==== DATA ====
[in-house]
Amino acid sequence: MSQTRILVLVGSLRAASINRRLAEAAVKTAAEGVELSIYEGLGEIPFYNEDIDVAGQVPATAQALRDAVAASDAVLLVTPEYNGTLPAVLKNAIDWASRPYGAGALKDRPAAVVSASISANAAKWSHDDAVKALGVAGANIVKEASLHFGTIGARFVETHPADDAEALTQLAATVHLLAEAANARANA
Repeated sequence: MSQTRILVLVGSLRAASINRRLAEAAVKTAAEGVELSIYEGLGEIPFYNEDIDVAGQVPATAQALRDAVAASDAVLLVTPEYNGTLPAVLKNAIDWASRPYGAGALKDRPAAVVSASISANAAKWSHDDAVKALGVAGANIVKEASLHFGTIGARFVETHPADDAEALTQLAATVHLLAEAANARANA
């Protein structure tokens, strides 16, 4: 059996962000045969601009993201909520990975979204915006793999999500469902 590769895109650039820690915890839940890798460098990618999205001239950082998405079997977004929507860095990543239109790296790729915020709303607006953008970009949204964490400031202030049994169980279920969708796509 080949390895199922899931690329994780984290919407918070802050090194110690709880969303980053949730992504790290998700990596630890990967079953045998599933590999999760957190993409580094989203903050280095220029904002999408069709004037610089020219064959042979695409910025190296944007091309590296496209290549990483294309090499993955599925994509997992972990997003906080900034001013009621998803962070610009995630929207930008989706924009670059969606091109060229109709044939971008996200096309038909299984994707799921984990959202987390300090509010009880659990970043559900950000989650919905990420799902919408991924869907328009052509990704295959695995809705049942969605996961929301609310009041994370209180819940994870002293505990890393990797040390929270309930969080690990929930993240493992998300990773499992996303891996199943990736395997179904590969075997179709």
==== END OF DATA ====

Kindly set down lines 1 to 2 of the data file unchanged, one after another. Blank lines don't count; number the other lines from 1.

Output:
[in-house]
Amino acid sequence: MSQTRILVLVGSLRAASINRRLAEAAVKTAAEGVELSIYEGLGEIPFYNEDIDVAGQVPATAQALRDAVAASDAVLLVTPEYNGTLPAVLKNAIDWASRPYGAGALKDRPAAVVSASISANAAKWSHDDAVKALGVAGANIVKEASLHFGTIGARFVETHPADDAEALTQLAATVHLLAEAANARANA